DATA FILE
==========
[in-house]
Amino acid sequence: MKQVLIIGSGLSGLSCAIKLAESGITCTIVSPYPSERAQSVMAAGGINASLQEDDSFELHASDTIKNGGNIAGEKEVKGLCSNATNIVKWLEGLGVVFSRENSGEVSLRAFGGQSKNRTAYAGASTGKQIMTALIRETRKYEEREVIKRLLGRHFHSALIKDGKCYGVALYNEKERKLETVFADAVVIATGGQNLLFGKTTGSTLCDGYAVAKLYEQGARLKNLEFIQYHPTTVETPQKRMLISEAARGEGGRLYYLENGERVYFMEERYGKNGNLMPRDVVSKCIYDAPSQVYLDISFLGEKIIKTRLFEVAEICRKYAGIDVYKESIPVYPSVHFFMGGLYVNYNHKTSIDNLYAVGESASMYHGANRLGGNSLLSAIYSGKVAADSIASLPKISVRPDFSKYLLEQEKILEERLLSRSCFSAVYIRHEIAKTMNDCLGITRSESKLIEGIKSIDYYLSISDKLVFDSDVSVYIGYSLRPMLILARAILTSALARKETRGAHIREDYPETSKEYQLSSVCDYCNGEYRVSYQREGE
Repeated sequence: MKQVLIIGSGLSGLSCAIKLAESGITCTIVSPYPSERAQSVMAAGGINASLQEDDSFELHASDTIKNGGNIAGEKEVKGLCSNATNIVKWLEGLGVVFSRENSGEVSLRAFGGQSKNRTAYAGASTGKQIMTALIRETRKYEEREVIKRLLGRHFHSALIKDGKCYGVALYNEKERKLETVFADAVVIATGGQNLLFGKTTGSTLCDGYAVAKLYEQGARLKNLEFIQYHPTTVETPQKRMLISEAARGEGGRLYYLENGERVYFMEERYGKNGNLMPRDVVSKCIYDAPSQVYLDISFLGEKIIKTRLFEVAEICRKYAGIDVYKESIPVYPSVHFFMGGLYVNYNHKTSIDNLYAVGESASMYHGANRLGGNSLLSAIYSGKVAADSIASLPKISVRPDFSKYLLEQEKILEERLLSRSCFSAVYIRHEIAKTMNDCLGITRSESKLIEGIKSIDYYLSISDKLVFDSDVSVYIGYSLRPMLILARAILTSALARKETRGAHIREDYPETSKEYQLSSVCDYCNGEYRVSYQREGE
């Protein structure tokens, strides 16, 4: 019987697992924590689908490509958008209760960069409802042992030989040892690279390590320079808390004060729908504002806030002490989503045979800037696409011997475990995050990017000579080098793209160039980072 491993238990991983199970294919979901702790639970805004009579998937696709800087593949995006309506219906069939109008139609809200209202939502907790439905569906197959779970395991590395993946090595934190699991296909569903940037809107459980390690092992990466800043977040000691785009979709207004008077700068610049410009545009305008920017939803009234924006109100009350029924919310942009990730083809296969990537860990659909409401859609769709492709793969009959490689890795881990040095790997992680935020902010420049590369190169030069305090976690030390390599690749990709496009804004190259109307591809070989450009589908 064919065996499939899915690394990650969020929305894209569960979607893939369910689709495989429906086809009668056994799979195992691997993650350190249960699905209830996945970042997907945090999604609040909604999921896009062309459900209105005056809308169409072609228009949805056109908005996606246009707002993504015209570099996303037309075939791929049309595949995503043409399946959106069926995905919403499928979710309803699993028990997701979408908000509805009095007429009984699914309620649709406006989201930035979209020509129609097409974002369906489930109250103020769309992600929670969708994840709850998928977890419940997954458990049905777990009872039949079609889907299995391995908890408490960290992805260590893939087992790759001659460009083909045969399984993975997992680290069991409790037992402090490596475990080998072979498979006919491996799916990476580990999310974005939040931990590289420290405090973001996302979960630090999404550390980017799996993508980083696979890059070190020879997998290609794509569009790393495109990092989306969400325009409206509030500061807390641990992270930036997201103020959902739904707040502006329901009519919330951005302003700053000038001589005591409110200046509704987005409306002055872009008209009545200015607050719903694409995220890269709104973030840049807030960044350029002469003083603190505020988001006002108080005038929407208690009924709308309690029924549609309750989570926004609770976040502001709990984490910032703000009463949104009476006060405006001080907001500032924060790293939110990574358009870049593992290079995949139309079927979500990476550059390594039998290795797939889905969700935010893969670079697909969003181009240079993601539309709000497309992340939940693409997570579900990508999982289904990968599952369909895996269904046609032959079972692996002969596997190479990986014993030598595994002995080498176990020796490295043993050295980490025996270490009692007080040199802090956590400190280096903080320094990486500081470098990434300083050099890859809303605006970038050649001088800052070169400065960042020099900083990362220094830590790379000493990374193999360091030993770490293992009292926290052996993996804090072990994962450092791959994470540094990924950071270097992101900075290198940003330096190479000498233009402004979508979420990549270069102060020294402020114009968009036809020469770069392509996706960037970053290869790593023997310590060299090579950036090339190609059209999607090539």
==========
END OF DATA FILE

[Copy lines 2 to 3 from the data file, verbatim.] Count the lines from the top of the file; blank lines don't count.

Amino acid sequence: MKQVLIIGSGLSGLSCAIKLAESGITCTIVSPYPSERAQSVMAAGGINASLQEDDSFELHASDTIKNGGNIAGEKEVKGLCSNATNIVKWLEGLGVVFSRENSGEVSLRAFGGQSKNRTAYAGASTGKQIMTALIRETRKYEEREVIKRLLGRHFHSALIKDGKCYGVALYNEKERKLETVFADAVVIATGGQNLLFGKTTGSTLCDGYAVAKLYEQGARLKNLEFIQYHPTTVETPQKRMLISEAARGEGGRLYYLENGERVYFMEERYGKNGNLMPRDVVSKCIYDAPSQVYLDISFLGEKIIKTRLFEVAEICRKYAGIDVYKESIPVYPSVHFFMGGLYVNYNHKTSIDNLYAVGESASMYHGANRLGGNSLLSAIYSGKVAADSIASLPKISVRPDFSKYLLEQEKILEERLLSRSCFSAVYIRHEIAKTMNDCLGITRSESKLIEGIKSIDYYLSISDKLVFDSDVSVYIGYSLRPMLILARAILTSALARKETRGAHIREDYPETSKEYQLSSVCDYCNGEYRVSYQREGE
Repeated sequence: MKQVLIIGSGLSGLSCAIKLAESGITCTIVSPYPSERAQSVMAAGGINASLQEDDSFELHASDTIKNGGNIAGEKEVKGLCSNATNIVKWLEGLGVVFSRENSGEVSLRAFGGQSKNRTAYAGASTGKQIMTALIRETRKYEEREVIKRLLGRHFHSALIKDGKCYGVALYNEKERKLETVFADAVVIATGGQNLLFGKTTGSTLCDGYAVAKLYEQGARLKNLEFIQYHPTTVETPQKRMLISEAARGEGGRLYYLENGERVYFMEERYGKNGNLMPRDVVSKCIYDAPSQVYLDISFLGEKIIKTRLFEVAEICRKYAGIDVYKESIPVYPSVHFFMGGLYVNYNHKTSIDNLYAVGESASMYHGANRLGGNSLLSAIYSGKVAADSIASLPKISVRPDFSKYLLEQEKILEERLLSRSCFSAVYIRHEIAKTMNDCLGITRSESKLIEGIKSIDYYLSISDKLVFDSDVSVYIGYSLRPMLILARAILTSALARKETRGAHIREDYPETSKEYQLSSVCDYCNGEYRVSYQREGE